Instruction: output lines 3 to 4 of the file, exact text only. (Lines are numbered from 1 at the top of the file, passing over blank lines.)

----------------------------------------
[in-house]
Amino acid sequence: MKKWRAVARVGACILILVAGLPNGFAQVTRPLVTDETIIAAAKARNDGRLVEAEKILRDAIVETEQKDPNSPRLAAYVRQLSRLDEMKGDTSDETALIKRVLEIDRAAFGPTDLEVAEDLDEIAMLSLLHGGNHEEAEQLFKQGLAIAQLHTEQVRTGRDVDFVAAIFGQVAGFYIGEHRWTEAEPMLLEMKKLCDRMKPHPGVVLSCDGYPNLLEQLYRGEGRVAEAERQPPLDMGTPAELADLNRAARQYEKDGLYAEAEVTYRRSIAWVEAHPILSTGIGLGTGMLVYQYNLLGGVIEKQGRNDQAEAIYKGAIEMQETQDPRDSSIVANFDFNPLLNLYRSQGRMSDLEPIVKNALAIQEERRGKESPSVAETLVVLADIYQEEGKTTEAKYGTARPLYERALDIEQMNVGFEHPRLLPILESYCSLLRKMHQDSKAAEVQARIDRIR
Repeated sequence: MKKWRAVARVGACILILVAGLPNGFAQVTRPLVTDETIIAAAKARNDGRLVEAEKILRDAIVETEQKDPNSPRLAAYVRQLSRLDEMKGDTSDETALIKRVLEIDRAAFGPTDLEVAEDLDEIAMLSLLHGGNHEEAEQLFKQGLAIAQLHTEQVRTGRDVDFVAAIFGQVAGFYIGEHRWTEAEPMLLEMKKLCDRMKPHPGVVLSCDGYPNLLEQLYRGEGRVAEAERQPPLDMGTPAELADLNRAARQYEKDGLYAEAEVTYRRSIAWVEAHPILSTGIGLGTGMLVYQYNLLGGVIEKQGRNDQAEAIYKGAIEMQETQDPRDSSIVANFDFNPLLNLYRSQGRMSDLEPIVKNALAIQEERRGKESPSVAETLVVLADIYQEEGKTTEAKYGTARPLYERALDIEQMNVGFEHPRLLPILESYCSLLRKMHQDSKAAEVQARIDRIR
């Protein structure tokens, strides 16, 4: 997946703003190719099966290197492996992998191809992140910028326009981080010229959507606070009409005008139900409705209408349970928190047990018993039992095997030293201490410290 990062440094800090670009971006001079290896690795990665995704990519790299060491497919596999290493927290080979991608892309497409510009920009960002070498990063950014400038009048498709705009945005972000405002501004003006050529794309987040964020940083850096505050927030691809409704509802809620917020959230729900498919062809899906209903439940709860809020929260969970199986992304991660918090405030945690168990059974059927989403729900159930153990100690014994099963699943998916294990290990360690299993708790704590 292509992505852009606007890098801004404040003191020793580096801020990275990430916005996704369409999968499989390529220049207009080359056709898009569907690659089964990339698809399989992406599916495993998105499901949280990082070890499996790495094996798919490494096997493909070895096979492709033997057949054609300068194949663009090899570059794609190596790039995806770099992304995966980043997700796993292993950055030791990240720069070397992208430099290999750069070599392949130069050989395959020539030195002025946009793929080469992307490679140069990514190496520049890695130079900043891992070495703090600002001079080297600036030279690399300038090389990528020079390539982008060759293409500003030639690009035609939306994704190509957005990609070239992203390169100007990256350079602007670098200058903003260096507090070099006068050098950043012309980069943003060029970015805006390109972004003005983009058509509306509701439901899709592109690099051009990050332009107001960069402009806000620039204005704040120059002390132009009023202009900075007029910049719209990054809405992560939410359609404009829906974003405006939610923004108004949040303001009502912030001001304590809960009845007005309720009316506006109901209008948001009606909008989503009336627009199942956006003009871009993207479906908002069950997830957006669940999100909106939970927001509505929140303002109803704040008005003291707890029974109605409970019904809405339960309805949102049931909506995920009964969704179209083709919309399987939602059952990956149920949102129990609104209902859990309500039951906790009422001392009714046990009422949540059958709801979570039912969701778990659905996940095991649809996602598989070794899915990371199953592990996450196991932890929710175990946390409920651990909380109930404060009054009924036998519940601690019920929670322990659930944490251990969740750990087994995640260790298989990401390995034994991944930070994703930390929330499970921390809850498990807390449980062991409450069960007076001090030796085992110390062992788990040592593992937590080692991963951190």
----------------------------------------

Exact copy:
Repeated sequence: MKKWRAVARVGACILILVAGLPNGFAQVTRPLVTDETIIAAAKARNDGRLVEAEKILRDAIVETEQKDPNSPRLAAYVRQLSRLDEMKGDTSDETALIKRVLEIDRAAFGPTDLEVAEDLDEIAMLSLLHGGNHEEAEQLFKQGLAIAQLHTEQVRTGRDVDFVAAIFGQVAGFYIGEHRWTEAEPMLLEMKKLCDRMKPHPGVVLSCDGYPNLLEQLYRGEGRVAEAERQPPLDMGTPAELADLNRAARQYEKDGLYAEAEVTYRRSIAWVEAHPILSTGIGLGTGMLVYQYNLLGGVIEKQGRNDQAEAIYKGAIEMQETQDPRDSSIVANFDFNPLLNLYRSQGRMSDLEPIVKNALAIQEERRGKESPSVAETLVVLADIYQEEGKTTEAKYGTARPLYERALDIEQMNVGFEHPRLLPILESYCSLLRKMHQDSKAAEVQARIDRIR
């Protein structure tokens, strides 16, 4: 997946703003190719099966290197492996992998191809992140910028326009981080010229959507606070009409005008139900409705209408349970928190047990018993039992095997030293201490410290 990062440094800090670009971006001079290896690795990665995704990519790299060491497919596999290493927290080979991608892309497409510009920009960002070498990063950014400038009048498709705009945005972000405002501004003006050529794309987040964020940083850096505050927030691809409704509802809620917020959230729900498919062809899906209903439940709860809020929260969970199986992304991660918090405030945690168990059974059927989403729900159930153990100690014994099963699943998916294990290990360690299993708790704590 292509992505852009606007890098801004404040003191020793580096801020990275990430916005996704369409999968499989390529220049207009080359056709898009569907690659089964990339698809399989992406599916495993998105499901949280990082070890499996790495094996798919490494096997493909070895096979492709033997057949054609300068194949663009090899570059794609190596790039995806770099992304995966980043997700796993292993950055030791990240720069070397992208430099290999750069070599392949130069050989395959020539030195002025946009793929080469992307490679140069990514190496520049890695130079900043891992070495703090600002001079080297600036030279690399300038090389990528020079390539982008060759293409500003030639690009035609939306994704190509957005990609070239992203390169100007990256350079602007670098200058903003260096507090070099006068050098950043012309980069943003060029970015805006390109972004003005983009058509509306509701439901899709592109690099051009990050332009107001960069402009806000620039204005704040120059002390132009009023202009900075007029910049719209990054809405992560939410359609404009829906974003405006939610923004108004949040303001009502912030001001304590809960009845007005309720009316506006109901209008948001009606909008989503009336627009199942956006003009871009993207479906908002069950997830957006669940999100909106939970927001509505929140303002109803704040008005003291707890029974109605409970019904809405339960309805949102049931909506995920009964969704179209083709919309399987939602059952990956149920949102129990609104209902859990309500039951906790009422001392009714046990009422949540059958709801979570039912969701778990659905996940095991649809996602598989070794899915990371199953592990996450196991932890929710175990946390409920651990909380109930404060009054009924036998519940601690019920929670322990659930944490251990969740750990087994995640260790298989990401390995034994991944930070994703930390929330499970921390809850498990807390449980062991409450069960007076001090030796085992110390062992788990040592593992937590080692991963951190």